Smiles are back on the faces of basmati growers in Punjab and Haryana, as prices of the new crop, Pusa 1121, have surged 20-25 per cent.
In view of the surge in exports and attractive rupee exchange rate, basmati exporters have increased the remuneration to farmers.
The comparatively lesser carry-forward stock with exporters and higher dollar prices this year compared to last year helped farmers get more, said Sushil Kumar Jain, president, Haryana Rice Exporters Association.
According to exporters, prices for the Pusa 1121 variety this year are Rs 2,100-2,300 a quintal as against Rs 1,700 a quintal last year. Pusa 1121 is the main basmati variety grown in Punjab and Haryana, comprising around 75 per cent of the basmati area. Punjab and Haryana account for about 80 per cent of basmati production in the country.
Rajeev Setia, executive director, Chaman Lal Setia Exports, says higher prices of the new crop are mainly on account of ‘over-depressed prices’ of last year. Last year, Pusa 1121 had gone down to Rs 1,500 a quintal.
The crop size this year is projected to be slightly down, compared to last year, according to M P Jindal, president of the All India Rice Exporters’ Association. “Last year, the crop size was 150 million bags. This year, the size would be six per cent less, owing to decline in the area under traditional basmati,” he said.
According to Jindal, this year’s basmati exports will be 25 per cent more than last year’s. His estimate is that basmati exports this year would be around 4 million tonnes, compared to last year’s 3.2 million tonnes.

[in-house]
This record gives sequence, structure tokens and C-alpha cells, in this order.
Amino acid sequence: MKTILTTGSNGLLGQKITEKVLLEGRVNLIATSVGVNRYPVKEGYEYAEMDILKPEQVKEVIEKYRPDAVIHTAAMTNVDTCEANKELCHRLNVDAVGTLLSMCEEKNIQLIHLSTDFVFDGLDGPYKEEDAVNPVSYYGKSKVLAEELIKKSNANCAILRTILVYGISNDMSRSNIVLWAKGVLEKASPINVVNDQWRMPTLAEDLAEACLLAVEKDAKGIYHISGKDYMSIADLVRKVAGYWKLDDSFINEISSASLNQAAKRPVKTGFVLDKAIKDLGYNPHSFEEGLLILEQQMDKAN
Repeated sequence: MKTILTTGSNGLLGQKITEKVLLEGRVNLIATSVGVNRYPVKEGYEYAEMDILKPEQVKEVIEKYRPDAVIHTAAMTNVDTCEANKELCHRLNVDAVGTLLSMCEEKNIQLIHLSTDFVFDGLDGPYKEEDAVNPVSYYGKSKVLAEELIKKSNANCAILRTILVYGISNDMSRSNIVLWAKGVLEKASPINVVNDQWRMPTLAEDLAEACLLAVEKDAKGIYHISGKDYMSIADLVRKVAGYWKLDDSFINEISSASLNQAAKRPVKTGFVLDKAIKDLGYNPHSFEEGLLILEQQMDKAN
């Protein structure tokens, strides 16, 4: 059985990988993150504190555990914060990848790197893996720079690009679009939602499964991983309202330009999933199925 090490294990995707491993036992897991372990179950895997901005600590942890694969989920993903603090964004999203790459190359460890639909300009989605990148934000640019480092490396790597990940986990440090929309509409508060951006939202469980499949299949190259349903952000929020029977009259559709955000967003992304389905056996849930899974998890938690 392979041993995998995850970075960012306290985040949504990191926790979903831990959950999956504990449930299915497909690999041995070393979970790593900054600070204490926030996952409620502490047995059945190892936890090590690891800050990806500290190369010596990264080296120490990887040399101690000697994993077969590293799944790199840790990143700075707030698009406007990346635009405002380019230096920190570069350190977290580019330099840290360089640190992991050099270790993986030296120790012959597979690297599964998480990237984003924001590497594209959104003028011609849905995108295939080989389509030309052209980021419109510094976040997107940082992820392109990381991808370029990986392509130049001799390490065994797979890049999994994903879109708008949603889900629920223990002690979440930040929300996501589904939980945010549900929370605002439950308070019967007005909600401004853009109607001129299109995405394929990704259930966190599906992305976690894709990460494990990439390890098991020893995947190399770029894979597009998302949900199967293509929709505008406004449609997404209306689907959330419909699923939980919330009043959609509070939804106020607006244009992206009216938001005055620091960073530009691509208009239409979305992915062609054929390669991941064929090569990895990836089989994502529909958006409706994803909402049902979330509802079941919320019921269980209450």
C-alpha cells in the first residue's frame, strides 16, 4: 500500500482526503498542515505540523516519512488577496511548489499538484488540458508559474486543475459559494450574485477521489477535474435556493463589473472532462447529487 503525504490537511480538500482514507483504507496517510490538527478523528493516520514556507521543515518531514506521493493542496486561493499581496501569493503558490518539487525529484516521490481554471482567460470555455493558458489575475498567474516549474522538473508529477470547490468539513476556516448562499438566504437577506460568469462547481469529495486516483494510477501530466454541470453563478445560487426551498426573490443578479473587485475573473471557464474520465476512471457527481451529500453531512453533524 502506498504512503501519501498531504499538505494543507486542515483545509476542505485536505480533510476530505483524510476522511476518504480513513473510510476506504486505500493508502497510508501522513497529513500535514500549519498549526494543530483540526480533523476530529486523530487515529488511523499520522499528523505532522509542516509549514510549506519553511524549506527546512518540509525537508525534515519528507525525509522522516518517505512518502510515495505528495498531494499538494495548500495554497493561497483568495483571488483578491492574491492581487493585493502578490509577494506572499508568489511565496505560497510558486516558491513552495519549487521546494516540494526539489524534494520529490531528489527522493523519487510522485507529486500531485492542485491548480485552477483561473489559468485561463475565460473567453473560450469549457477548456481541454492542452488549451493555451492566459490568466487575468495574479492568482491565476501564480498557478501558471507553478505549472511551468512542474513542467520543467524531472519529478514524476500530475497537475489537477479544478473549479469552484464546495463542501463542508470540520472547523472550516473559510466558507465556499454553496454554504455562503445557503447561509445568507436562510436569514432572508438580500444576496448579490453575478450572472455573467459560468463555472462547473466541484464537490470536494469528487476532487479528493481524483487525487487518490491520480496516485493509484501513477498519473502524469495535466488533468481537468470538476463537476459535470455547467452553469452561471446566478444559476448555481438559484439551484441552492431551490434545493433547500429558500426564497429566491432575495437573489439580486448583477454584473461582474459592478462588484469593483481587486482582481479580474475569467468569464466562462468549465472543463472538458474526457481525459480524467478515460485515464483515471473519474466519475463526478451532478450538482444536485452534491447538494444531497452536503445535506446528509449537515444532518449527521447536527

Exporters say that the higher export projections achievement would depend on Iran market. They point out that the demand from Iran could set the tone for basmati prices in the domestic market in the medium- and long-term.
Liquidity in the Iran market would set the tone for basmati prices in next 3-5 months, says R S Seshadri, general-secretary, Airea.
Out of India’s total basmati exports of about 3 million tonnes, 1.1 million tonnes go to Iran.
However, the US sanctions that prohibits Iran from trading in dollars has affected India’s rice exporters in big way.
Jagdish Suri, another rice exporter, says that whether the basmati prices would continue to rule high or low would depend on the Iran market. “If Iran is the buyer(for basmati), prices would increase, if not, they will come down in longer term.”